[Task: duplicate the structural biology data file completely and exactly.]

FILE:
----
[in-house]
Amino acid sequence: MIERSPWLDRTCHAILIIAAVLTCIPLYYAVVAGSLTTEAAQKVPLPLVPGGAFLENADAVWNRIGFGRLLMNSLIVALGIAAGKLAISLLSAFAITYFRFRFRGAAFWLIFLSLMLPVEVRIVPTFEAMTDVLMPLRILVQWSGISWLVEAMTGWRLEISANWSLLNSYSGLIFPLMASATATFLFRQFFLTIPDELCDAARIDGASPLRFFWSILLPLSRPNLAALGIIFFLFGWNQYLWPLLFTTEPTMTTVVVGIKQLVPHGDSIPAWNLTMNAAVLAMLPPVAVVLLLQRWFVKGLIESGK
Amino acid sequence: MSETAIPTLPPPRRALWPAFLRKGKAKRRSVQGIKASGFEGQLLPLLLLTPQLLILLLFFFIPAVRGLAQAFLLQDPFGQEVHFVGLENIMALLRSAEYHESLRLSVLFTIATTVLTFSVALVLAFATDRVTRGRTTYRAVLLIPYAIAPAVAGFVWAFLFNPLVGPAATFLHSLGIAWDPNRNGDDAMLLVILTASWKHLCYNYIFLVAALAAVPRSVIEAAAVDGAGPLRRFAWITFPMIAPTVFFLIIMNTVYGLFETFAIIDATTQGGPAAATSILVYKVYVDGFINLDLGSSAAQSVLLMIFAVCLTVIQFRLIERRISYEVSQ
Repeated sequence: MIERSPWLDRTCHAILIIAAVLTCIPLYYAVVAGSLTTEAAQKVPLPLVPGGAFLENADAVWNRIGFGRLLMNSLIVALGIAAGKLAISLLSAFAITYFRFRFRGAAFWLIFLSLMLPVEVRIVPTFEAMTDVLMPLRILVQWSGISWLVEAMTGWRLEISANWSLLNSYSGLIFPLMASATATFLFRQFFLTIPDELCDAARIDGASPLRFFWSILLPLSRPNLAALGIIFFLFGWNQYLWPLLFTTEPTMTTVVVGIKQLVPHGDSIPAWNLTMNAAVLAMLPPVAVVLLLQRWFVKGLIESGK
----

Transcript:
[in-house]
Amino acid sequence: MIERSPWLDRTCHAILIIAAVLTCIPLYYAVVAGSLTTEAAQKVPLPLVPGGAFLENADAVWNRIGFGRLLMNSLIVALGIAAGKLAISLLSAFAITYFRFRFRGAAFWLIFLSLMLPVEVRIVPTFEAMTDVLMPLRILVQWSGISWLVEAMTGWRLEISANWSLLNSYSGLIFPLMASATATFLFRQFFLTIPDELCDAARIDGASPLRFFWSILLPLSRPNLAALGIIFFLFGWNQYLWPLLFTTEPTMTTVVVGIKQLVPHGDSIPAWNLTMNAAVLAMLPPVAVVLLLQRWFVKGLIESGK
Amino acid sequence: MSETAIPTLPPPRRALWPAFLRKGKAKRRSVQGIKASGFEGQLLPLLLLTPQLLILLLFFFIPAVRGLAQAFLLQDPFGQEVHFVGLENIMALLRSAEYHESLRLSVLFTIATTVLTFSVALVLAFATDRVTRGRTTYRAVLLIPYAIAPAVAGFVWAFLFNPLVGPAATFLHSLGIAWDPNRNGDDAMLLVILTASWKHLCYNYIFLVAALAAVPRSVIEAAAVDGAGPLRRFAWITFPMIAPTVFFLIIMNTVYGLFETFAIIDATTQGGPAAATSILVYKVYVDGFINLDLGSSAAQSVLLMIFAVCLTVIQFRLIERRISYEVSQ
Repeated sequence: MIERSPWLDRTCHAILIIAAVLTCIPLYYAVVAGSLTTEAAQKVPLPLVPGGAFLENADAVWNRIGFGRLLMNSLIVALGIAAGKLAISLLSAFAITYFRFRFRGAAFWLIFLSLMLPVEVRIVPTFEAMTDVLMPLRILVQWSGISWLVEAMTGWRLEISANWSLLNSYSGLIFPLMASATATFLFRQFFLTIPDELCDAARIDGASPLRFFWSILLPLSRPNLAALGIIFFLFGWNQYLWPLLFTTEPTMTTVVVGIKQLVPHGDSIPAWNLTMNAAVLAMLPPVAVVLLLQRWFVKGLIESGK